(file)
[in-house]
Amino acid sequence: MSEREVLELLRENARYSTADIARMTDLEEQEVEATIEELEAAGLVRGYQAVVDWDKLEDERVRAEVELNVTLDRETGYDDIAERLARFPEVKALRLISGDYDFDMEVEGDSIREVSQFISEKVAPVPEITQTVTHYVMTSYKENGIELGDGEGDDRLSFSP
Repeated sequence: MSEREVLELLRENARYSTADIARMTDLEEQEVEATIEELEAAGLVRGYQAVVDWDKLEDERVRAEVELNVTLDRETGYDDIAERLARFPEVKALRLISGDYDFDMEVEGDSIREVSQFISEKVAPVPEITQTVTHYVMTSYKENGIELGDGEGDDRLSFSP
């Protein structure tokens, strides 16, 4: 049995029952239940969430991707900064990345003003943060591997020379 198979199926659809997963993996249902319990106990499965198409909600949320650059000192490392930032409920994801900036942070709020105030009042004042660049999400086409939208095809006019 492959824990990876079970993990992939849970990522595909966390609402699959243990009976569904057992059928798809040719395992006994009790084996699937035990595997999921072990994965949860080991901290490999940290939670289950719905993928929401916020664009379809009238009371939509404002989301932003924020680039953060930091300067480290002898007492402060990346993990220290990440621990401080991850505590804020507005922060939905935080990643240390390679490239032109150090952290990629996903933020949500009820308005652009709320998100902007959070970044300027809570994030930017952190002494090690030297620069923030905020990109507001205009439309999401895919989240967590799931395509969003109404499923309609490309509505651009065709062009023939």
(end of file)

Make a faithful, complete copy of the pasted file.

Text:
[in-house]
Amino acid sequence: MSEREVLELLRENARYSTADIARMTDLEEQEVEATIEELEAAGLVRGYQAVVDWDKLEDERVRAEVELNVTLDRETGYDDIAERLARFPEVKALRLISGDYDFDMEVEGDSIREVSQFISEKVAPVPEITQTVTHYVMTSYKENGIELGDGEGDDRLSFSP
Repeated sequence: MSEREVLELLRENARYSTADIARMTDLEEQEVEATIEELEAAGLVRGYQAVVDWDKLEDERVRAEVELNVTLDRETGYDDIAERLARFPEVKALRLISGDYDFDMEVEGDSIREVSQFISEKVAPVPEITQTVTHYVMTSYKENGIELGDGEGDDRLSFSP
């Protein structure tokens, strides 16, 4: 049995029952239940969430991707900064990345003003943060591997020379 198979199926659809997963993996249902319990106990499965198409909600949320650059000192490392930032409920994801900036942070709020105030009042004042660049999400086409939208095809006019 492959824990990876079970993990992939849970990522595909966390609402699959243990009976569904057992059928798809040719395992006994009790084996699937035990595997999921072990994965949860080991901290490999940290939670289950719905993928929401916020664009379809009238009371939509404002989301932003924020680039953060930091300067480290002898007492402060990346993990220290990440621990401080991850505590804020507005922060939905935080990643240390390679490239032109150090952290990629996903933020949500009820308005652009709320998100902007959070970044300027809570994030930017952190002494090690030297620069923030905020990109507001205009439309999401895919989240967590799931395509969003109404499923309609490309509505651009065709062009023939």